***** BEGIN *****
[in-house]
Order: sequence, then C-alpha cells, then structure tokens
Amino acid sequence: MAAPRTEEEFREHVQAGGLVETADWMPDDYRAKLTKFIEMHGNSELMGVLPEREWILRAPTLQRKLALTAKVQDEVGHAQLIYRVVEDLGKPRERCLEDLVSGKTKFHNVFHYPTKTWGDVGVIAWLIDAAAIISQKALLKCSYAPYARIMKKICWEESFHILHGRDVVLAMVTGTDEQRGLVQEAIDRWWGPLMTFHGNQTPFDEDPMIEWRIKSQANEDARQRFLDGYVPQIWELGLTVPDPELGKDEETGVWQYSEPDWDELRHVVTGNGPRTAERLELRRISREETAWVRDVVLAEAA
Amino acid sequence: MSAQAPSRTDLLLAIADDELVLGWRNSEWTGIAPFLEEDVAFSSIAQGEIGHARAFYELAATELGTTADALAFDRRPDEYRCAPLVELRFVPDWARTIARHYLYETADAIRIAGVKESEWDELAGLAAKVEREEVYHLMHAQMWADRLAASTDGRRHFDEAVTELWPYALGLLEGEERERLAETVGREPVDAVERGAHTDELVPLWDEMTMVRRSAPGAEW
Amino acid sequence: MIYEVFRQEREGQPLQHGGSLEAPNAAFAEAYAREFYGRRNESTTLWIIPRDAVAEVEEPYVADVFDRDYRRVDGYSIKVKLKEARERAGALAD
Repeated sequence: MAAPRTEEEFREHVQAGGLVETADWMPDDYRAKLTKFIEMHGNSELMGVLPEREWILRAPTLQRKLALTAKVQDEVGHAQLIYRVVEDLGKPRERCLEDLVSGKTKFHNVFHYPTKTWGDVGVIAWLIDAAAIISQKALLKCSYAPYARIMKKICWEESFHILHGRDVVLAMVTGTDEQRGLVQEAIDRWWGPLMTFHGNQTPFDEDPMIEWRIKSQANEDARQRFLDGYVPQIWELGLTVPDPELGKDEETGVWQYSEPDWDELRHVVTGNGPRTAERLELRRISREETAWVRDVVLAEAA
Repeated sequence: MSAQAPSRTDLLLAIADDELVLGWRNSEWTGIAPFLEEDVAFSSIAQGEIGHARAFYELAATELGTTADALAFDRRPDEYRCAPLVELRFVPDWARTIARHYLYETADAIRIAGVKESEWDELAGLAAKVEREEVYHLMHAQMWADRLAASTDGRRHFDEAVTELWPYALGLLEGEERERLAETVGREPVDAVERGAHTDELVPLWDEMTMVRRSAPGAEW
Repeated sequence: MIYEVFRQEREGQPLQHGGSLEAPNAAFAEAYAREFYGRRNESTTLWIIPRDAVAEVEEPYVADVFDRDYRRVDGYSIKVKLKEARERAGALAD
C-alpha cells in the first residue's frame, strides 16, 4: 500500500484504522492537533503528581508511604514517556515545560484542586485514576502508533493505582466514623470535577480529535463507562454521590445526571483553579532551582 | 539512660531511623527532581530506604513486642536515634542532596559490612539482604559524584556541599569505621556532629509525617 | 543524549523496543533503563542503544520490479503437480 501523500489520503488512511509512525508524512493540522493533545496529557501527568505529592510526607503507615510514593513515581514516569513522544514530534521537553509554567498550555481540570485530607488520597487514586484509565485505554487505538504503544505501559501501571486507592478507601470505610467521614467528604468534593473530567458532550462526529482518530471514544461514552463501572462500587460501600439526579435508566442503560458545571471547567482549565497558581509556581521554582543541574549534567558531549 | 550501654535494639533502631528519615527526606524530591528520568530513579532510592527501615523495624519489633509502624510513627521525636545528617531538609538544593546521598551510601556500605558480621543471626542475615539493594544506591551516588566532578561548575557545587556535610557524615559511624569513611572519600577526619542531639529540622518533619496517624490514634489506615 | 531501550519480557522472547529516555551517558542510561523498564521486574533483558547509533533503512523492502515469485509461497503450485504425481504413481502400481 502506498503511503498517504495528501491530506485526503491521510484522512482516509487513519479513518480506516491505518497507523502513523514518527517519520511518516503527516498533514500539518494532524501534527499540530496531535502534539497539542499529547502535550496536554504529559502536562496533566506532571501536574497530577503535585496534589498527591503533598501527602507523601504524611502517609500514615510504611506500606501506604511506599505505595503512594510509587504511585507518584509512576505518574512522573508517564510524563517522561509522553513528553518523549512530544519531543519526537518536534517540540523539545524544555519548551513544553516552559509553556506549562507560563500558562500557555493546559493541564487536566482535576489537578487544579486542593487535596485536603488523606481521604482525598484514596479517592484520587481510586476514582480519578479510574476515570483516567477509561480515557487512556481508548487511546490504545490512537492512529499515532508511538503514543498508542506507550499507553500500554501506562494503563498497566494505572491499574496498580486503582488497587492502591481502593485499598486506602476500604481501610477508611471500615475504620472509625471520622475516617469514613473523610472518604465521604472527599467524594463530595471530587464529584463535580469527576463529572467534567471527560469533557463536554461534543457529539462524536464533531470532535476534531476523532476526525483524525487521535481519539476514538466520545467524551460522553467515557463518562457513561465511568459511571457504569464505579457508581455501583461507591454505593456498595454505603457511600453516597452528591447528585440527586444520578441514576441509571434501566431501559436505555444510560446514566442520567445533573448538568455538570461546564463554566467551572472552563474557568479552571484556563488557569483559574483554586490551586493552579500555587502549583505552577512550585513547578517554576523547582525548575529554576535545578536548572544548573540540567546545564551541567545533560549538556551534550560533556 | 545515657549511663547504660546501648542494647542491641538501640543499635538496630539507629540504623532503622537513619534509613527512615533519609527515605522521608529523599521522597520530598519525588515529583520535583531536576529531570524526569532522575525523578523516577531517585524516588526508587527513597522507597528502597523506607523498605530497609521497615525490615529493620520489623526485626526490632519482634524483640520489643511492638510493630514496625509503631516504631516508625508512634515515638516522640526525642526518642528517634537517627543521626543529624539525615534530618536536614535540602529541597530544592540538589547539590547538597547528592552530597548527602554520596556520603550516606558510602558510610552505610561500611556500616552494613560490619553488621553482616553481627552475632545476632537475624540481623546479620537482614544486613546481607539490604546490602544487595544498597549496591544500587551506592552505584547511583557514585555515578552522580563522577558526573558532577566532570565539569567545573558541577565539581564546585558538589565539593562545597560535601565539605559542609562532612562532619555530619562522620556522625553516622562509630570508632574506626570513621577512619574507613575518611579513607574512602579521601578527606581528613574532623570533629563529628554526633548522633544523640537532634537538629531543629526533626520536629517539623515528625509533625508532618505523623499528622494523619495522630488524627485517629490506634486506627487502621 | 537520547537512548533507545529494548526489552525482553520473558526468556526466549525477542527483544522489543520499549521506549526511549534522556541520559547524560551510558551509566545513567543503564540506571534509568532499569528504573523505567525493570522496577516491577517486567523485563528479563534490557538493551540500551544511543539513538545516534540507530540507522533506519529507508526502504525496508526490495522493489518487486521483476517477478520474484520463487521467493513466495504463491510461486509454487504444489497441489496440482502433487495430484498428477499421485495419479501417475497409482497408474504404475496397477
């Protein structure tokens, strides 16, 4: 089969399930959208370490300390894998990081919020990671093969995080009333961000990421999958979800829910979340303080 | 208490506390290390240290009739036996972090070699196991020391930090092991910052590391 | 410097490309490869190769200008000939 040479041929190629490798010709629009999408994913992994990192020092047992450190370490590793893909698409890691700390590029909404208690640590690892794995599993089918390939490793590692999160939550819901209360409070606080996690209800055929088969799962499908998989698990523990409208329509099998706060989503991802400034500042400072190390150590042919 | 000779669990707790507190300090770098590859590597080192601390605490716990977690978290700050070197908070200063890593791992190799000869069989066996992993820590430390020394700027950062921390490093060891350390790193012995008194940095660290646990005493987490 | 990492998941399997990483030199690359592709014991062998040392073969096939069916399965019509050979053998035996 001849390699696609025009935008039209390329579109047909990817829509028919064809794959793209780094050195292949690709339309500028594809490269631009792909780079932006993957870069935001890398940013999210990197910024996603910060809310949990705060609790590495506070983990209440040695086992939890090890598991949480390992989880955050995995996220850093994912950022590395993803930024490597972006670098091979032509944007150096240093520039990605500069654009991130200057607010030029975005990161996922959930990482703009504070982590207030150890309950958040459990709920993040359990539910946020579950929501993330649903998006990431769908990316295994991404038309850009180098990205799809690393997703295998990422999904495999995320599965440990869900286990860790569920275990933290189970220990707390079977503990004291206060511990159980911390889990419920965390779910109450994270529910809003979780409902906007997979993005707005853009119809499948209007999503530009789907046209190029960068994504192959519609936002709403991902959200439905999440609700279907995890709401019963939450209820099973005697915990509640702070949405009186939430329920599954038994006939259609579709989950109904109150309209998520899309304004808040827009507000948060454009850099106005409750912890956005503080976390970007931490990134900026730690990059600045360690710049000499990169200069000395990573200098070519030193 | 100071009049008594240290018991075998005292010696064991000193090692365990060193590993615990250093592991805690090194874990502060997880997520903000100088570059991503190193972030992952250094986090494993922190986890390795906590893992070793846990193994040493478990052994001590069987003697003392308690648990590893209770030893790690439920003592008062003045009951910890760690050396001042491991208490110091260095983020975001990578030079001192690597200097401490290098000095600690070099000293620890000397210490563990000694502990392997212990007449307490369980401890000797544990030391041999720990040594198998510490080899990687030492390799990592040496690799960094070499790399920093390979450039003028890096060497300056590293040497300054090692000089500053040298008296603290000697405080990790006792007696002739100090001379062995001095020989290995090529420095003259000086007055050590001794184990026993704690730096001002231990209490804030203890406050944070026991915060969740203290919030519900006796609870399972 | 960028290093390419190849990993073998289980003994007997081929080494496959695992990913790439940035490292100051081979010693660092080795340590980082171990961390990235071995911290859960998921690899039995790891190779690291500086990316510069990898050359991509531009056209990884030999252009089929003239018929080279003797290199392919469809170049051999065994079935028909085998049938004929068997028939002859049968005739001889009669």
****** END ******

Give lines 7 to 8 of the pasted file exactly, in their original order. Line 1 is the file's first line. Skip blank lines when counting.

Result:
Repeated sequence: MSAQAPSRTDLLLAIADDELVLGWRNSEWTGIAPFLEEDVAFSSIAQGEIGHARAFYELAATELGTTADALAFDRRPDEYRCAPLVELRFVPDWARTIARHYLYETADAIRIAGVKESEWDELAGLAAKVEREEVYHLMHAQMWADRLAASTDGRRHFDEAVTELWPYALGLLEGEERERLAETVGREPVDAVERGAHTDELVPLWDEMTMVRRSAPGAEW
Repeated sequence: MIYEVFRQEREGQPLQHGGSLEAPNAAFAEAYAREFYGRRNESTTLWIIPRDAVAEVEEPYVADVFDRDYRRVDGYSIKVKLKEARERAGALAD